1. Where is the coastline?
Directly east, of course; offering you the longest, continuous, spectacular view of Lake Michigan in Wisconsin. Bike/walk/rollerblade on our paved 6-mile Mariners Trail that hugs the coastline of Lake Michigan from Manitowoc to Two Rivers. Explore the Breakwater Light near the marina, enjoy the beautiful gardens along the trail, and picnic along the way. From I-43, take Exit 149, then east to our Visitor Information Center. From there, take Calumet Ave. (Hwy 151) and make a left on 8th Street downtown. As you cross the bridge stay right, turning on to Maritime Dr. and passing the Maritime Museum and USS COBIA WWII Submarine.
2. Can I go on the submarine?
Come aboard the USS COBIA WWII Submarine, moored in the Manitowoc River and a featured exhibit at the Wisconsin Maritime Museum (75 Maritime Dr). During World War II, the Manitowoc Co. built 28 Gato-class submarines, including the USS Rasher that sunk the second highest enemy tonnage of any U.S. submarine during the war in the Pacific Theater. Tour the USS COBIA as part of your admission fee. Open year round (See driving directions above). 920-684-0218 or 866-724-2356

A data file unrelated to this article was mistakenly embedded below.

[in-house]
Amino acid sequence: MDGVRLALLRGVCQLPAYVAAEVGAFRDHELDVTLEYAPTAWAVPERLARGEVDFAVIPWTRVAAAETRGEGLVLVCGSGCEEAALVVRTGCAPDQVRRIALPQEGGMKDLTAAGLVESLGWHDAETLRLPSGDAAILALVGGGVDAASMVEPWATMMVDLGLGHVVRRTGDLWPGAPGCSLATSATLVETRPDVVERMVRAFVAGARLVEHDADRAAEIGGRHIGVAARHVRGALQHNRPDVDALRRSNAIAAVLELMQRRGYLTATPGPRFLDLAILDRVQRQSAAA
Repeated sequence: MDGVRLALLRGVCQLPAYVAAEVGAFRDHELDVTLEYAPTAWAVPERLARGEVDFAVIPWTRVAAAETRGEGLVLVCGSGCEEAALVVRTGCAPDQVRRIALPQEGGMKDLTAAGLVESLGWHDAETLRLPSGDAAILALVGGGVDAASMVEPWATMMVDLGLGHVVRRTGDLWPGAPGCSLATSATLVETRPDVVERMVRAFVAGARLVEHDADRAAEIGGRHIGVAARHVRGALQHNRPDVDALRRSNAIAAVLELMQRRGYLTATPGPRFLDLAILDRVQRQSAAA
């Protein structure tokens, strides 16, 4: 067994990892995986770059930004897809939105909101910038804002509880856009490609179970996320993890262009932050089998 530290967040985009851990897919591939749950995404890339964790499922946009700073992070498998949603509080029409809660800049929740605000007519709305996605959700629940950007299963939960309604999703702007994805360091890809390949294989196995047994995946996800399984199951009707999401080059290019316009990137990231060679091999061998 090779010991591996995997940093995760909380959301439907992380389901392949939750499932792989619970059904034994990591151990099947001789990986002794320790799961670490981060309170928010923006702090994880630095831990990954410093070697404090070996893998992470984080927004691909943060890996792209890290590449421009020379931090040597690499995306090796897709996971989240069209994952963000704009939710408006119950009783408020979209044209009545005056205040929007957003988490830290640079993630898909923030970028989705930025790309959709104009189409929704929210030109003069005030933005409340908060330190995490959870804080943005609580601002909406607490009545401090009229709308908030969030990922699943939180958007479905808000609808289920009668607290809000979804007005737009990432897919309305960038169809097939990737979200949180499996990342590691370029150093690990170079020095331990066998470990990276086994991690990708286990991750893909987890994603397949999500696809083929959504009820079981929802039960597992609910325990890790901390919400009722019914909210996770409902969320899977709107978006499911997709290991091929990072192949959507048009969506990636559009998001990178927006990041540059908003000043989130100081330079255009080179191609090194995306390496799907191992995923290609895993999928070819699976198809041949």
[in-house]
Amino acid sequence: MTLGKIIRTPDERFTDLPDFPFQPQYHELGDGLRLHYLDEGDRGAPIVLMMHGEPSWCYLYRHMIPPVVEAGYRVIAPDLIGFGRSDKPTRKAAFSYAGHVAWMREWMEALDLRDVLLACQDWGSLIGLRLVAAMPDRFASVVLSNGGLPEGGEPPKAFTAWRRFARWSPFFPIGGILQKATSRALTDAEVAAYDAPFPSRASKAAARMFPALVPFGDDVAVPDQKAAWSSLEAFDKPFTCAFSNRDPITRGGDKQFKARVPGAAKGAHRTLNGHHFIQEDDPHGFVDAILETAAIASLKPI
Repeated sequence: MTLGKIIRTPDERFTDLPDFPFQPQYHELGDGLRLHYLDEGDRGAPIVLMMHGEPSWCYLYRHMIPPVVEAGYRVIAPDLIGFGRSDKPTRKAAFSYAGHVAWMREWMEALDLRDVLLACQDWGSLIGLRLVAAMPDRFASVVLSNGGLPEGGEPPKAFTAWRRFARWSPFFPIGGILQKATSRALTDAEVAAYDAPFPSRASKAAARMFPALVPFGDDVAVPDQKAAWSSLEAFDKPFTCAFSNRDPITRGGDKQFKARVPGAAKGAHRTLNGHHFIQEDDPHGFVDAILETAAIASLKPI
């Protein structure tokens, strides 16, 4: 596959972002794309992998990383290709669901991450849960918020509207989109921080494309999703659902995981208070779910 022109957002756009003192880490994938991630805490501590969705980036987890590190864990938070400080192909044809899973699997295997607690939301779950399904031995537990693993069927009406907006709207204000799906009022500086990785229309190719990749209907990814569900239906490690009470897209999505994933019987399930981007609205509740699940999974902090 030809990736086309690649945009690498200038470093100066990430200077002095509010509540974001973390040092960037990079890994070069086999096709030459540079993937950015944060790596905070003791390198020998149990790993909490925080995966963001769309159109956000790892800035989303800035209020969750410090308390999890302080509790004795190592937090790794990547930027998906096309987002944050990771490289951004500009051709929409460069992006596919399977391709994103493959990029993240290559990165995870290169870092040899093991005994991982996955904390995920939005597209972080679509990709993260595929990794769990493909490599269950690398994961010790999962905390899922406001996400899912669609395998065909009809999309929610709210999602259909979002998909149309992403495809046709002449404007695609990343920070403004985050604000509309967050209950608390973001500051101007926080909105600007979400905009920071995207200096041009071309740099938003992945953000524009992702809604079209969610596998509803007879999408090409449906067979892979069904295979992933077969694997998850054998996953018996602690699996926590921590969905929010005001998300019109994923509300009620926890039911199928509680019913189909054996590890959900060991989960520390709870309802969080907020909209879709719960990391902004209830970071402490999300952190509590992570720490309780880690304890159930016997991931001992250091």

3. How do I get to the car ferry?
The S.S. Badger offers the largest cross-lake passenger service on the Great Lakes and an authentic steamship experience. The relaxing four-hour, 60-mile cruise takes passengers, autos, RVs, tour buses, motorcycles, bicycles, and commercial trucks across Lake Michigan between Ludington, Michigan and Manitowoc, Wisconsin. To board the Badger, follow Calumet Ave. East from the Visitor Center; follow the Car Ferry signs to 10th St., turn east on Madison St. and follow around to the car ferry dock, 800-841-4243
4. Did Sputnik IV really crash in Manitowoc?
Sputnik IV launched from the Soviet Union on May 14, 1960. On re-entry it had a malfunction and stayed in its useless orbit until September 5, 1962, when it fell screaming from the sky over Wisconsin. All 7 tons, including the dummy cosmonaut, burned up in the atmosphere — except one 20-pound hunk of metal. That piece crashed into the street outside of the Rahr-West Art Museum. Each September the museum celebrates this large hunk of space junk with Sputnikfest. Funky costume contests for both human and non-human life forms, the Miss Space Debris pageant, an Art Show, and other fun and unique activities make for out of this world fun.
5. Is Two Rivers really the Home of the Ice Cream Sundae?
In 1881, George Hallauer asked Edward C. Berner, the owner of a soda fountain at 1404 15th street, to top a dish of ice cream with chocolate sauce that was used for ice cream sodas. He liked it and the five-cent concoction became pretty popular. Berner started experimenting with different flavors-with fancy names. There were treats like Flora Dora, Mudscow, and an ice cream/peanut dish called Chocolate Peany. Although others claim to be the first, Two Rivers has the earliest documentation of this claim. You can still get an ice cream sundae at the ice cream parlor in the historic Washington House at 17th and Jefferson Streets. The parlor features pictures and relics of the original Berners store, along with an old picture of George Berners, himself.